Mesozoic Tectonic Evolution in the Kurgovat-Vanch Complex, NW Pamir
AffiliationDepartment of Geosciences, University of Arizona
KeywordsBarrovian metamorphic terrane
biotite 40Ar/39Ar dating
MetadataShow full item record
PublisherJohn Wiley and Sons Inc
CitationLi, Y., Robinson, A. C., Zucali, M., Gadoev, M., Oimuhammadzoda, I., Lapen, T. J., & Carrapa, B. (2022). Mesozoic Tectonic Evolution in the Kurgovat-Vanch Complex, NW Pamir. Tectonics, 41(10).
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AbstractDifferent crustal deformation histories between Tibet and the Pamir reflect along-strike variations in geodynamics of the Tethys orogen. To investigate the less well-documented deformation history of the Pamir, which has been a barrier in understanding the nature of these differences, we conducted an integrated study in the Kurgovat-Vanch region, NW Pamir. The lithologies are primarily Ediacaran-to-Carboniferous metasedimentary rocks intruded by Carboniferous plutons, which then experienced Late Triassic to Early Jurassic regional metamorphism. Structural mapping and analyses document a low-angle NW-directed thrust fault, the Poshkharv thrust, separating the overlying upper-greenschist facies Poshkharv complex from the underlying amphibolite facies Kurgovat complex. Regional geologic maps indicate the Poshkharv thrust continues for ∼300 km across the NW Pamir. Our study also documents another regional thrust fault, the top-to-the-SE Vanch thrust that juxtaposes the Southern Kurgovat complex above the lower-grade Vanch complex in the south. Biotite 40Ar/39Ar thermochronology indicates Early Cretaceous movement on all structures with ∼135–125 Ma exhumation along the NW-directed Poshkharv thrust and ∼125–115 Ma exhumation along the SE-directed Vanch thrust. Regional crustal deformation in the Northern Pamir was formed in a Cretaceous retro-arc setting, unrelated to the Cenozoic India-Asia collision. Cretaceous deformation in the NW Pamir was broadly coeval with the NE Pamir, but preceded Cretaceous shortening and coeval arc magmatism in the Southern Pamir. We interpret Early Cretaceous thrusting and crustal thickening followed by southward migration of shortening and magmatic flare-up in the Pamir to have resulted from a transition of Neotethys subduction from northward flat-slab advancing to southward retreating. © 2022. American Geophysical Union. All Rights Reserved.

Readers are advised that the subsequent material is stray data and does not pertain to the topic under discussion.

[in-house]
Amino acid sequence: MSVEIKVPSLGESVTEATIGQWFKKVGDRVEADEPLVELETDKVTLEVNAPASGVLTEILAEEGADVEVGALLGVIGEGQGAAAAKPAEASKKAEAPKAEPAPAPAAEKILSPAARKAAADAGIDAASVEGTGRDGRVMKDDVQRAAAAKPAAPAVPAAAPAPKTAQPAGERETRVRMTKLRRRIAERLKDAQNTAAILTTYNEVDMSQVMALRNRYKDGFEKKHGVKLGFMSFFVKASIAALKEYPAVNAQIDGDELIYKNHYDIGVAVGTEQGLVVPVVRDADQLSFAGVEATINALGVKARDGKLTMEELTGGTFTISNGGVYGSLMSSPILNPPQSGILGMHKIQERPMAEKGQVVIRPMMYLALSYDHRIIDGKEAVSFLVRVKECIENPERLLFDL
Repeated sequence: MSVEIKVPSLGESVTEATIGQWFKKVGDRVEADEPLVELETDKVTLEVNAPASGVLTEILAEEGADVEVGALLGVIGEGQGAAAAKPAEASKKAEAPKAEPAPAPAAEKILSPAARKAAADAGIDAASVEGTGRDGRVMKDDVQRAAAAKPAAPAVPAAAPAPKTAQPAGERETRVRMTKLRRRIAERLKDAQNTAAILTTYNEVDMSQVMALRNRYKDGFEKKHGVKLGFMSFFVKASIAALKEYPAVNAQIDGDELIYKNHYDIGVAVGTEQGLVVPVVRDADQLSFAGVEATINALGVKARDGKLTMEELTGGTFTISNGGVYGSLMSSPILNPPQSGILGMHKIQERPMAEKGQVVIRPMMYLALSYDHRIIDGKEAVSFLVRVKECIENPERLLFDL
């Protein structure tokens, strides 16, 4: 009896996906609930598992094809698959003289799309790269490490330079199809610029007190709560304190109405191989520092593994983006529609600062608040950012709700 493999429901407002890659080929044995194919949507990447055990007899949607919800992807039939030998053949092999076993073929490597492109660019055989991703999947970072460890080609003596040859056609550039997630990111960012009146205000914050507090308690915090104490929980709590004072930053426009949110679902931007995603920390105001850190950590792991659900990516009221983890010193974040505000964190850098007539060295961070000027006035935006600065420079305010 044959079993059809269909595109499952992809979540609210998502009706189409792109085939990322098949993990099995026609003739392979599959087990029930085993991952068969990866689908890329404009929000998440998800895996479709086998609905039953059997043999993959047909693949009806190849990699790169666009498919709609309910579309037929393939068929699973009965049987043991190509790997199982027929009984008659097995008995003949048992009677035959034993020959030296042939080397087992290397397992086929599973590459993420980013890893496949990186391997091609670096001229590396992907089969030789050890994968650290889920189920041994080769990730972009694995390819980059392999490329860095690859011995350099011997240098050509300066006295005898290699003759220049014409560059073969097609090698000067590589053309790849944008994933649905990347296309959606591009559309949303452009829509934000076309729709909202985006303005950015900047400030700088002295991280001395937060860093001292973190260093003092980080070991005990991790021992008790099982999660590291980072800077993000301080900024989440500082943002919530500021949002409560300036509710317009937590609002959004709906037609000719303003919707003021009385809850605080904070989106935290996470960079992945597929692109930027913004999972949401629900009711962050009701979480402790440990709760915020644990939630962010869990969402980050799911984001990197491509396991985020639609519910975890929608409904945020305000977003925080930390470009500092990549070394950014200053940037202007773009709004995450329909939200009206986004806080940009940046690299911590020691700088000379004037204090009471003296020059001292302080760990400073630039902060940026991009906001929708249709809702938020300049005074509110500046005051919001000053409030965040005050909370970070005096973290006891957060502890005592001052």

Note6 month embargo; first published: 30 September 2022
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